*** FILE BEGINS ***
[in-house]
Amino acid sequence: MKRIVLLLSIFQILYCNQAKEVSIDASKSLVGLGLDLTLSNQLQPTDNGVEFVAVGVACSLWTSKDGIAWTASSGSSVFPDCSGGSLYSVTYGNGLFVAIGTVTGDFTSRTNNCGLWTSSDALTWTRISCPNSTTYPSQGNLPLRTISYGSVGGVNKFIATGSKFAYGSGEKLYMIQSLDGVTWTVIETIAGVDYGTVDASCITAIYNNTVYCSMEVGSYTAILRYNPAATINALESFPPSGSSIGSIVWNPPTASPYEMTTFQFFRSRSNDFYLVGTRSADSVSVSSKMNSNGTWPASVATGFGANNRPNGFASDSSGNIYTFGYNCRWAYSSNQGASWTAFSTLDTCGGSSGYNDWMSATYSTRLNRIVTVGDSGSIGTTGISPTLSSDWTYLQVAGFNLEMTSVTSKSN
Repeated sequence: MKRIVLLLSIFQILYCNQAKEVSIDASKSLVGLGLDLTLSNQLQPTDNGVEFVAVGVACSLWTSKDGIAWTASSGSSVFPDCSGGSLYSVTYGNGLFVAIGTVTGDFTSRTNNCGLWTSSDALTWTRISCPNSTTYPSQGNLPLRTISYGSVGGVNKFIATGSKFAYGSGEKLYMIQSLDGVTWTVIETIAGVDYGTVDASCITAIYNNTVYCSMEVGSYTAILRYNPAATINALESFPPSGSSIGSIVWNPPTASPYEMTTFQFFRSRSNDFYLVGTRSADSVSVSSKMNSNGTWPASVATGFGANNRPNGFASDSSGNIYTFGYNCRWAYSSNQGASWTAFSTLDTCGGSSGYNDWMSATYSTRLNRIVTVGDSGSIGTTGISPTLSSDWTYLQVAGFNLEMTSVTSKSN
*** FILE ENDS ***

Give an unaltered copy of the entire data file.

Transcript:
[in-house]
Amino acid sequence: MKRIVLLLSIFQILYCNQAKEVSIDASKSLVGLGLDLTLSNQLQPTDNGVEFVAVGVACSLWTSKDGIAWTASSGSSVFPDCSGGSLYSVTYGNGLFVAIGTVTGDFTSRTNNCGLWTSSDALTWTRISCPNSTTYPSQGNLPLRTISYGSVGGVNKFIATGSKFAYGSGEKLYMIQSLDGVTWTVIETIAGVDYGTVDASCITAIYNNTVYCSMEVGSYTAILRYNPAATINALESFPPSGSSIGSIVWNPPTASPYEMTTFQFFRSRSNDFYLVGTRSADSVSVSSKMNSNGTWPASVATGFGANNRPNGFASDSSGNIYTFGYNCRWAYSSNQGASWTAFSTLDTCGGSSGYNDWMSATYSTRLNRIVTVGDSGSIGTTGISPTLSSDWTYLQVAGFNLEMTSVTSKSN
Repeated sequence: MKRIVLLLSIFQILYCNQAKEVSIDASKSLVGLGLDLTLSNQLQPTDNGVEFVAVGVACSLWTSKDGIAWTASSGSSVFPDCSGGSLYSVTYGNGLFVAIGTVTGDFTSRTNNCGLWTSSDALTWTRISCPNSTTYPSQGNLPLRTISYGSVGGVNKFIATGSKFAYGSGEKLYMIQSLDGVTWTVIETIAGVDYGTVDASCITAIYNNTVYCSMEVGSYTAILRYNPAATINALESFPPSGSSIGSIVWNPPTASPYEMTTFQFFRSRSNDFYLVGTRSADSVSVSSKMNSNGTWPASVATGFGANNRPNGFASDSSGNIYTFGYNCRWAYSSNQGASWTAFSTLDTCGGSSGYNDWMSATYSTRLNRIVTVGDSGSIGTTGISPTLSSDWTYLQVAGFNLEMTSVTSKSN